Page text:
Puerto Rico struggling to pay off public debt

Puerto Rico’s deepening financial crisis could speed up an exodus of money from U.S. municipal bond funds that have placed big bets on the cash-strapped Caribbean island.

Investors, for example, pulled $634 million from muni bond funds run by OppenheimerFunds during the first five months of 2015, according to Lipper Inc, a unit of Thomson Reuters.

And that was before Puerto Rico Governor Alejandro Garcia Padilla admitted Monday that the country’s budget gap was bigger than thought and it could not repay more than $70 billion in debt.

Over the past year, funds run by Goldman Sachs Group Inc have increased their exposure to Puerto Rico to attract yield-hungry investors, U.S. regulatory filings show.

Before this week’s bad news, veteran Eaton Vance bond fund manager Tom Metzold said Puerto Rico’s problems could trigger a domino effect, partly from portfolio managers selling assets to meet investor redemption demands.

“I’m worried about that contagion effect,” said Metzold, who’s leaving his post July 31 to join muni bond insurer National Public Finance Guarantee Corp., a unit of MBIA Inc.

U.S. municipal bond funds are the largest owners of Puerto Rico debt, in a strategy that seeks high yield amid rock-bottom interest rates. The bonds are typically exempt from local, state and federal income taxes, widening their appeal to single-state funds that use Puerto Rico debt to diversify their portfolios while boosting income for investors.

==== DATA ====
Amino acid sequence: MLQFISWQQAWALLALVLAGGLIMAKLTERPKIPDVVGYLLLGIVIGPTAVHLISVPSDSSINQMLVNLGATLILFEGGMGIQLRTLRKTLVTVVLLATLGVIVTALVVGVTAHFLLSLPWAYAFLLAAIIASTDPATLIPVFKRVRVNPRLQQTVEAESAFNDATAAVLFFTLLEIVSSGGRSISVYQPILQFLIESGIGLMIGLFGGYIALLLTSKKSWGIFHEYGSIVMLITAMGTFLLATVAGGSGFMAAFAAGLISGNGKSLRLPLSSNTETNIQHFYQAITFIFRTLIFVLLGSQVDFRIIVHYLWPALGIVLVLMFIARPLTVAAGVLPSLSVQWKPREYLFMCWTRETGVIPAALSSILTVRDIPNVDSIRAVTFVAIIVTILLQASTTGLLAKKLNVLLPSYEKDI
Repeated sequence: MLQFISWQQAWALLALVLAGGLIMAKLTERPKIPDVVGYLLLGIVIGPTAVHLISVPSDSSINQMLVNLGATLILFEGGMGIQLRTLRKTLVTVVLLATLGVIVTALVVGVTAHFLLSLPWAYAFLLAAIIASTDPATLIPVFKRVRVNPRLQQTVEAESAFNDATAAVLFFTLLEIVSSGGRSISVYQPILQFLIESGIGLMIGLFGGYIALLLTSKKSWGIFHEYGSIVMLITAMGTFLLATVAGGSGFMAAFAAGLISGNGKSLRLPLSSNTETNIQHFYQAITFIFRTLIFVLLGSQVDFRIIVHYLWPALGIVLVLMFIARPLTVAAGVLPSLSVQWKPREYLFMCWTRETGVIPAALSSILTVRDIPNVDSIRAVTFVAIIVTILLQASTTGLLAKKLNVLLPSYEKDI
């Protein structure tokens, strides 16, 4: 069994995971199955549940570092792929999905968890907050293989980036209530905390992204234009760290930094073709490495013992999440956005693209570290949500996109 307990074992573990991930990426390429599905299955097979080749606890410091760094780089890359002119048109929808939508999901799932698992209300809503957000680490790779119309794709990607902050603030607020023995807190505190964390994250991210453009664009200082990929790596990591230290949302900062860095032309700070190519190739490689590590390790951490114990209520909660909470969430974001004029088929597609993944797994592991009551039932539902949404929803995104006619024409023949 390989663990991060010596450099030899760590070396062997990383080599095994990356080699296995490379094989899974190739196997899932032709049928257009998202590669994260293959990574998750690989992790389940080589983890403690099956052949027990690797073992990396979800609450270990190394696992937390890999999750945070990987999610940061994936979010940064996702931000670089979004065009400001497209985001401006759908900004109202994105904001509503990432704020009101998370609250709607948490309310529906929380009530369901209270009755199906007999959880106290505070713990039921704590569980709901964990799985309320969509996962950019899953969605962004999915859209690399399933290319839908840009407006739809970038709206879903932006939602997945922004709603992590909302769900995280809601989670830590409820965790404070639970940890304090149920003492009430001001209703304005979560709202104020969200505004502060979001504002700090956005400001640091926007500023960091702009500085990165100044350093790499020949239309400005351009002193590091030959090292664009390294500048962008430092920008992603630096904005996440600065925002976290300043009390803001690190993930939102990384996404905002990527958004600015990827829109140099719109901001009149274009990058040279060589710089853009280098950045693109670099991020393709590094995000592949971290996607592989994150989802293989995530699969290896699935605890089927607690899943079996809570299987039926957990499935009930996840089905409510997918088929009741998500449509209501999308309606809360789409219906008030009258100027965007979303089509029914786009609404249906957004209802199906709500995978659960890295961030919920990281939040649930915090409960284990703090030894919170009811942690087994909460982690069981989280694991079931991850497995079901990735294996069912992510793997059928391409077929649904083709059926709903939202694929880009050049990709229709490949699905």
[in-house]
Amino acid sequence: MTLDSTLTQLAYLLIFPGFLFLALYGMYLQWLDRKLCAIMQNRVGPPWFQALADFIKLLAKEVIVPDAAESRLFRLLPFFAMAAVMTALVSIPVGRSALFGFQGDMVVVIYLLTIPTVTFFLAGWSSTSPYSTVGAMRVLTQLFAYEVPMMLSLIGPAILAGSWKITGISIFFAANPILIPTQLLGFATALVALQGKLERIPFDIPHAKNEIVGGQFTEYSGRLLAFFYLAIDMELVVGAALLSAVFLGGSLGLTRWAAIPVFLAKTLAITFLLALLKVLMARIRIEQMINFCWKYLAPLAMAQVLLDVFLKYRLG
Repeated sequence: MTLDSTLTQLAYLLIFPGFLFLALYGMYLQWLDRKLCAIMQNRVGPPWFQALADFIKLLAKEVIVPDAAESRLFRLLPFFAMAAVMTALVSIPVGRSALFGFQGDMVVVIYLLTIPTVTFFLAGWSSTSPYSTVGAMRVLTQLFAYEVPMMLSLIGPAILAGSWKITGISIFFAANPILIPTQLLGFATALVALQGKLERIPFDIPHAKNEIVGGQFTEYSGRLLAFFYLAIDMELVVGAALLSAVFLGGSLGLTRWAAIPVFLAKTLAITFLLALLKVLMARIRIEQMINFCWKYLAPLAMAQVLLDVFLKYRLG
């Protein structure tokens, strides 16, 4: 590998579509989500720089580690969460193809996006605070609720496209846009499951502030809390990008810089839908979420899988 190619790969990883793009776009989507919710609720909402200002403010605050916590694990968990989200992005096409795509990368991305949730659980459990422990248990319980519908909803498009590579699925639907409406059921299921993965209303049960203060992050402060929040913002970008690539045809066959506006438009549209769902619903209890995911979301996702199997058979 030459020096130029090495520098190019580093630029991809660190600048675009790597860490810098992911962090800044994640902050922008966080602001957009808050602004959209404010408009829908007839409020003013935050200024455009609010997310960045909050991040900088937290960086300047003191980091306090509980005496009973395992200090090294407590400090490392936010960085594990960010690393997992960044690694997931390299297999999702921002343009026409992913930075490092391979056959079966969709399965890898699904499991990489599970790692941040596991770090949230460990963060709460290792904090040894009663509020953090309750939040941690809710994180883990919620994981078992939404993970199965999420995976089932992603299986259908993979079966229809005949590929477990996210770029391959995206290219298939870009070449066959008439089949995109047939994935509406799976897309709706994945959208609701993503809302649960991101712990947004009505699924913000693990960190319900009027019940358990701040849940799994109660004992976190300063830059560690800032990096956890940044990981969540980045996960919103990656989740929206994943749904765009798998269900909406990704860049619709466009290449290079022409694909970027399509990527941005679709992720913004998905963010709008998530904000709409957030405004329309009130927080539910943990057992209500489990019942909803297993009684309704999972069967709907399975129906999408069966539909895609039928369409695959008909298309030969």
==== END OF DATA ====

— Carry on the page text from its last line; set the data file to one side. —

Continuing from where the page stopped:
To be sure, investing in Puerto Rico could be a winning strategy for those able to stomach the many recent episodes of tumult.

The $6 billion Oppenheimer Rochester Fund Municipals has generated a 1-year return of 4.81 percent, beating 91 percent of peers, using a mix of New York muni bonds (about 77 percent of assets), with much of the rest invested in Puerto Rico, according to Morningstar Inc.

The fund lost nearly 11 percent in 2013 as Puerto Rico’s fiscal woes triggered an industry-wide sell off.

Nuveen Asset Management’s exposure to Puerto Rico is about $330 million out of $100 billion in overall municipal bond assets. Nuveen says 100 percent of Puerto Rico debt is either insured, escrowed by U.S. treasuries or tobacco bonds.

By contrast, OppenheimerFunds, a unit of MassMutual Financial Group, mostly owns uninsured Puerto Rico debt. Its stable of Rochester muni bonds funds owns about $5 billion in Puerto Rico debt. That’s the largest amount in the U.S. fund industry, making up 21 percent of the muni bond group’s $26 billion in assets.

OppenheimerFunds declined to comment for this story. During the 12-month period that ended May 31, investors withdrew $2.73 billion from the muni fund group, according to Lipper.

Meanwhile, Puerto Rico’s budget gap is estimated to surge to $7 billion by 2018, from about $3.7 billion in 2016, according to a report by former International Monetary Fund economists.

“Perhaps of greatest concern to investors is (the report’s) inclusion of general obligation debt in debt relief,” said Robert Donahue, a research analyst at research firm Municipal Market Analytics Inc.

Restructuring general obligation debt carries a heavy implication because most investors see those bonds as the safest among fixed-income securities.

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